Role of non-surgical therapies in the management of periocular basal cell carcinoma and squamous intra-epidermal carcinoma: a case series and review of the literature

Sasi K. Attili, Sally H. Ibbotson, Colin Fleming

    Research output: Contribution to journalArticlepeer-review

    13 Citations (Scopus)


    Background: Basal cell carcinoma (BCC) and squamous intra-epidermal carcinoma (IEC) are the most common periocular tumours and can be associated with significant morbidity. Five percent of imiquimod cream and photodynamic therapy (PDT) are popular non-surgical treatment options but are currently not licensed for periocular use.

    Objectives: To review our experience with these treatments and summarize published literature (PubMed: up to September 2011).

    Patients and Methods: We conducted a review of case notes for all patients with periocular BCC and IEC treated with either PDT or imiquimod, within National Health Service (NHS) Tayside, Scotland, from 1996 to 2009. Results: Six of 13 and five of 12 lesions treated with imiquimod (median duration of clearance = 35 months; range = 24-55 months) and PDT (median duration of clearance = 66 months; range = 4-80 months), respectively, achieved clinical clearance. The majority of patients in our series did manage to tolerate and continue both treatments, with no significant longer-term adverse effects.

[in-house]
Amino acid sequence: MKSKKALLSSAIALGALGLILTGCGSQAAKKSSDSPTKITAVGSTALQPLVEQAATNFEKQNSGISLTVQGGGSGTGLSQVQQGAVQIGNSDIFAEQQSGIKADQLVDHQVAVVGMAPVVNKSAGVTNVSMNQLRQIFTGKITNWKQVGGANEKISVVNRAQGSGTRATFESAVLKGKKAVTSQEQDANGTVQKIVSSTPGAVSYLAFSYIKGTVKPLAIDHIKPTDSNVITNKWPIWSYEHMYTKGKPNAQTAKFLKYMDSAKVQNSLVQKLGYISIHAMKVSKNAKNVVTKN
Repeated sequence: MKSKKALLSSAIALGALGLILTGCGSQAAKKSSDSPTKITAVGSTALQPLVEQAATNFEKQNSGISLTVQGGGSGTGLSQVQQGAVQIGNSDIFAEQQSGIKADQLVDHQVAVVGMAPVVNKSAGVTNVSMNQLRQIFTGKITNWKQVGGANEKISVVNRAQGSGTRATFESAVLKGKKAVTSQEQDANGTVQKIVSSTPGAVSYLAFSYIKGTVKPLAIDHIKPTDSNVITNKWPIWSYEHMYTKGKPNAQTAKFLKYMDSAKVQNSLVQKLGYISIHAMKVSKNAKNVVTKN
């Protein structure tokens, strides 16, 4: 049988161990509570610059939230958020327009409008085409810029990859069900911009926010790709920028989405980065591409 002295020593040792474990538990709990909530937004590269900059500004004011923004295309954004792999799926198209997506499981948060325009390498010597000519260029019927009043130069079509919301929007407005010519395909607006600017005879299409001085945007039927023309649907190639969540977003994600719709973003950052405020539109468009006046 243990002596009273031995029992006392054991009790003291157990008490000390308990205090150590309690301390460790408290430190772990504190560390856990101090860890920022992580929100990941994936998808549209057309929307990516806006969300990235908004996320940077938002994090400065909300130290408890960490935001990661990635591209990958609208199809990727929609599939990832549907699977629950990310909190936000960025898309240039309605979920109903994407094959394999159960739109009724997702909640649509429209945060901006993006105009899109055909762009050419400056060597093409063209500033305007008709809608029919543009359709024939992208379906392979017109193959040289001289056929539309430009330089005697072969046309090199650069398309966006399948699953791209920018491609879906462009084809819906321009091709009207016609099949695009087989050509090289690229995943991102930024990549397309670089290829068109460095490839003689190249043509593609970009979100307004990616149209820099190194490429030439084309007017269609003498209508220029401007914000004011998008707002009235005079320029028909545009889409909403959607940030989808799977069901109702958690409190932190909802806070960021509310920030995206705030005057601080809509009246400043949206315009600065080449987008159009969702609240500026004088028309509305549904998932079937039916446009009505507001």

Conclusions: Our limited experience along with published reports suggests that both imiquimod and PDT are effective in the treatment of periocular non-melanoma skin cancers in selected patients. However, surgical excision with margin control remains the gold standard for the treatment of periocular tumours.

    Original languageEnglish
    Pages (from-to)68-79
    Number of pages12
    JournalPhotodermatology, Photoimmunology & Photomedicine
    Issue number2
    Publication statusPublished - Apr 2012


    • Eye
    • Antineoplastic Agents
    • Humans
    • Photochemotherapy
    • Aged
    • Carcinoma, Basal Cell
    • Skin Neoplasms
    • Aminoquinolines
    • Aged, 80 and over
    • Middle Aged
    • Carcinoma, Squamous Cell
    • Administration, Topical
    • Female
    • Male

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